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Thursday, May 25, 2017

Writing Ideas - New Novel, part x139, It’s Finished, Marketing

25 May 2017, Writing Ideas - New Novel, part x139, It’s Finished, Marketing

Announcement: Delay, my new novels can be seen on the internet, but the publisher has delayed all their fiction output due to the economy.  I'll keep you informed.  More information can be found at  Check out my novels--I think you'll really enjoy them.

Introduction: I wrote the novel Aksinya: Enchantment and the Daemon. This was my 21st novel and through this blog, I gave you the entire novel in installments that included commentary on the writing. In the commentary, in addition to other general information on writing, I explained, how the novel was constructed, the metaphors and symbols in it, the writing techniques and tricks I used, and the way I built the scenes. You can look back through this blog and read the entire novel beginning with

I'm using this novel as an example of how I produce, market, and eventually (we hope) get a novel published. I'll keep you informed along the way.

Today's Blog: To see the steps in the publication process, visit my writing website and select "production schedule," you will be sent to

The four plus one basic rules I employ when writing:

1. Don't confuse your readers.

2. Entertain your readers.

3. Ground your readers in the writing.

4. Don't show (or tell) everything.

     4a. Show what can be seen, heard, felt, smelled, and tasted on the stage of the novel.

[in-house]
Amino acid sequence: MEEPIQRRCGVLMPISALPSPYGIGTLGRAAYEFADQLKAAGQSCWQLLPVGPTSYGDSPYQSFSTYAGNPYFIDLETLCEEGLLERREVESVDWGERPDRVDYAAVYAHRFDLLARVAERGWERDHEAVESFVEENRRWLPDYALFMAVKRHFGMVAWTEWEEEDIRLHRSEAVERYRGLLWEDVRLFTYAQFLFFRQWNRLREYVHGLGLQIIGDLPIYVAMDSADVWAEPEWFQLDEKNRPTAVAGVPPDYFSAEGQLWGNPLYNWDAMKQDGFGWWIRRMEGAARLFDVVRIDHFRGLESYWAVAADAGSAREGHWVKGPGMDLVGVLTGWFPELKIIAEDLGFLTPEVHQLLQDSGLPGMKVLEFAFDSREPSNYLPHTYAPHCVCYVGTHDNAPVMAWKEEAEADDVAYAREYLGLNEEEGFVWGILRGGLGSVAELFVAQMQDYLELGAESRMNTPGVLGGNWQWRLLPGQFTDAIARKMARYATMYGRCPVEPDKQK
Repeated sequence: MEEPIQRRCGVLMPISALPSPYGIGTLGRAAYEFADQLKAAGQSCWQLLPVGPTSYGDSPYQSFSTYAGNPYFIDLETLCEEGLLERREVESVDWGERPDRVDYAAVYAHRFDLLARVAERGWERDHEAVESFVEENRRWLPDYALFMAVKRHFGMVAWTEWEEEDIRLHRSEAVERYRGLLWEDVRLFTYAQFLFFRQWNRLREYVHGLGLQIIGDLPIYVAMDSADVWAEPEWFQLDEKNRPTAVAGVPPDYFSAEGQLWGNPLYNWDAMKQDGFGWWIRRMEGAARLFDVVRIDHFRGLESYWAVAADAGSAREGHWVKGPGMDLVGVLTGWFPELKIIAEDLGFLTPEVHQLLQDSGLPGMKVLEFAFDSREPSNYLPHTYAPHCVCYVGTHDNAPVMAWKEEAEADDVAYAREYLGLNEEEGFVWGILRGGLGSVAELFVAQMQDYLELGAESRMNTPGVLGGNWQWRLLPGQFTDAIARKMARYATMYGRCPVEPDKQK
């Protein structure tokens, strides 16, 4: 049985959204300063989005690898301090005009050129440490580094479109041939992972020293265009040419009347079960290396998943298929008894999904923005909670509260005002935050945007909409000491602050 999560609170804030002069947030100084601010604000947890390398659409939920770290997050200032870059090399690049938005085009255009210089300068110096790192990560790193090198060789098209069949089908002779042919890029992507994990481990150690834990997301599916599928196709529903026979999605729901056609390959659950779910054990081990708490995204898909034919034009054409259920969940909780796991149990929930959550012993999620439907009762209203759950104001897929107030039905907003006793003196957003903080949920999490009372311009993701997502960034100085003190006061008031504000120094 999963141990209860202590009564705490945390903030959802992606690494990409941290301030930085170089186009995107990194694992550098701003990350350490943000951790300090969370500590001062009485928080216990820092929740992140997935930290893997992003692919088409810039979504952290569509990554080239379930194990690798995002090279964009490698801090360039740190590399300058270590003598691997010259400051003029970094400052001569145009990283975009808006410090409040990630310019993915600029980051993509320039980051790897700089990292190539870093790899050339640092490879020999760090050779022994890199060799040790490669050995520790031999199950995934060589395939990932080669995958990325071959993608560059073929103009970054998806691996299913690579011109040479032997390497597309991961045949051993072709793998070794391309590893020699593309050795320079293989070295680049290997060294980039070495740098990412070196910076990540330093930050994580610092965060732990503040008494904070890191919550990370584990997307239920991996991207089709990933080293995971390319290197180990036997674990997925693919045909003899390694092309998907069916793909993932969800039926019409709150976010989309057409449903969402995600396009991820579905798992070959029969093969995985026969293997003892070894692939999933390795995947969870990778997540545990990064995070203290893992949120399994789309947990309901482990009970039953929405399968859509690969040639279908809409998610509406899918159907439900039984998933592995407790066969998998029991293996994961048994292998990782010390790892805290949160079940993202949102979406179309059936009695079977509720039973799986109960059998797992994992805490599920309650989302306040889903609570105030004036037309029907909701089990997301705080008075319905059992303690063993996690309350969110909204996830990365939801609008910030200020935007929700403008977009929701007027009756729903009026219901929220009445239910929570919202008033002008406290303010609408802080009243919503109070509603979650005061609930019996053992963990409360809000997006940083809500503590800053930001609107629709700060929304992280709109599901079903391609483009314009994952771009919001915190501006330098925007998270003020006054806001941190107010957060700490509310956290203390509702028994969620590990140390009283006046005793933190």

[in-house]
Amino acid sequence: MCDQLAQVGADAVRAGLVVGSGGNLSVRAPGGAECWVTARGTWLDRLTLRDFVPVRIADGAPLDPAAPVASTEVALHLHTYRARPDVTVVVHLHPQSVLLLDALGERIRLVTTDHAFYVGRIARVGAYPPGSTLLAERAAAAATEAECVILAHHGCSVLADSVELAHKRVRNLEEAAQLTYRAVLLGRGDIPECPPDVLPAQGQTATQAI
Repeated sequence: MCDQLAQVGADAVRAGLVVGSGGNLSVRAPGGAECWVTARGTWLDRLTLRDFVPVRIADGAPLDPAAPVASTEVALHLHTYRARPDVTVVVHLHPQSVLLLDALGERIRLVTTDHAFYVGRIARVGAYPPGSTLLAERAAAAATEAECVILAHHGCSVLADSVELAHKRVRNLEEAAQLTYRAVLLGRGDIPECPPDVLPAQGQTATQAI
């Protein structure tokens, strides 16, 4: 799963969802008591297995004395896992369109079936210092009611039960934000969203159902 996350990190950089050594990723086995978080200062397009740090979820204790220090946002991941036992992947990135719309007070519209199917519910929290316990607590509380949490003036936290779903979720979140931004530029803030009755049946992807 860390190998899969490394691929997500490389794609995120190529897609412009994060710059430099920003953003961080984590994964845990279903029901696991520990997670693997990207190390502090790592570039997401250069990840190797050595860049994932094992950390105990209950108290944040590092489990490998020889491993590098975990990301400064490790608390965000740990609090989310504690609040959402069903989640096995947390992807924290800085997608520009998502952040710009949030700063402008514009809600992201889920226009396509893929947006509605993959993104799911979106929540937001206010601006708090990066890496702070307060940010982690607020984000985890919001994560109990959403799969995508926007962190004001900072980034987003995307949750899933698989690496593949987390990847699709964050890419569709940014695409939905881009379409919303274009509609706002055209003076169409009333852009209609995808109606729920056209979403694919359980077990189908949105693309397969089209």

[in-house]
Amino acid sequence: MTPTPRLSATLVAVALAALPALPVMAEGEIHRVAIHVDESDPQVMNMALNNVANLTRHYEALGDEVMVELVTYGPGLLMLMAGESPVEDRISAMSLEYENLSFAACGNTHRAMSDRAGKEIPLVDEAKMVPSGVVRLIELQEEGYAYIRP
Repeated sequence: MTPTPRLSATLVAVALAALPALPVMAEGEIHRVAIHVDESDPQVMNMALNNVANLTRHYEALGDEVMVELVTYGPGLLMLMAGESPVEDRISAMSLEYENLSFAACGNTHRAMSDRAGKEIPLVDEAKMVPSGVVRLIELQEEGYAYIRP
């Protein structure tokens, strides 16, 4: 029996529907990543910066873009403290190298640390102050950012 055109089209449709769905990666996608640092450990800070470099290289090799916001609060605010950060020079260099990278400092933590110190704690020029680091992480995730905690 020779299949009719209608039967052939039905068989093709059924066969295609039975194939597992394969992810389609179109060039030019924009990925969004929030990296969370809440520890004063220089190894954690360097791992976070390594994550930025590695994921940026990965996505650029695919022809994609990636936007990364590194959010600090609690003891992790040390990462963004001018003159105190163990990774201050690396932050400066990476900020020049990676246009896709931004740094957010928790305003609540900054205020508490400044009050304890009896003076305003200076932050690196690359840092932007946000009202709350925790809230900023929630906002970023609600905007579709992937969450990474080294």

5. Immerse yourself in the world of your writing.

These are the steps I use to write a novel including the five discrete parts of a novel:


1.      Design the initial scene

2.      Develop a theme statement (initial setting, protagonist, protagonist’s helper or antagonist, action statement)

a.       Research as required

b.      Develop the initial setting

c.       Develop the characters

d.      Identify the telic flaw (internal and external)

3.      Write the initial scene (identify the output: implied setting, implied characters, implied action movement)

4.      Write the next scene(s) to the climax (rising action)

5.      Write the climax scene

6.      Write the falling action scene(s)

7.      Write the dénouement scene

I finished writing my 27th novel, working title, Claire, potential title Sorcha: Enchantment and the Curse.  This might need some tweaking.  The theme statement is: Claire (Sorcha) Davis accepts Shiggy, a dangerous screw-up, into her Stela branch of the organization and rehabilitates her.  

Here is the cover proposal for Sorcha: Enchantment and the Curse

Cover Proposal

The most important scene in any novel is the initial scene, but eventually, you have to move to the rising action. I started writing my 28th novel, working title Red Sonja.  I finished my 29th novel, working title School.  I’ll be providing information on the marketing materials and editing.

How to begin a novel.  Number one thought, we need an entertaining idea.  I usually encapsulate such an idea with a theme statement.  Since I’m writing a new novel, we need a new theme statement.  Here is an initial cut.


For novel 28:  Red Sonja, a Soviet spy, infiltrates the X-plane programs at Edwards AFB as a test pilot’s administrative clerk, learns about freedom, and is redeemed.


For novel 29:  Sorcha, the abandoned child of an Unseelie and a human, secretly attends Wycombe Abbey girls’ school where she meets the problem child Deirdre and is redeemed.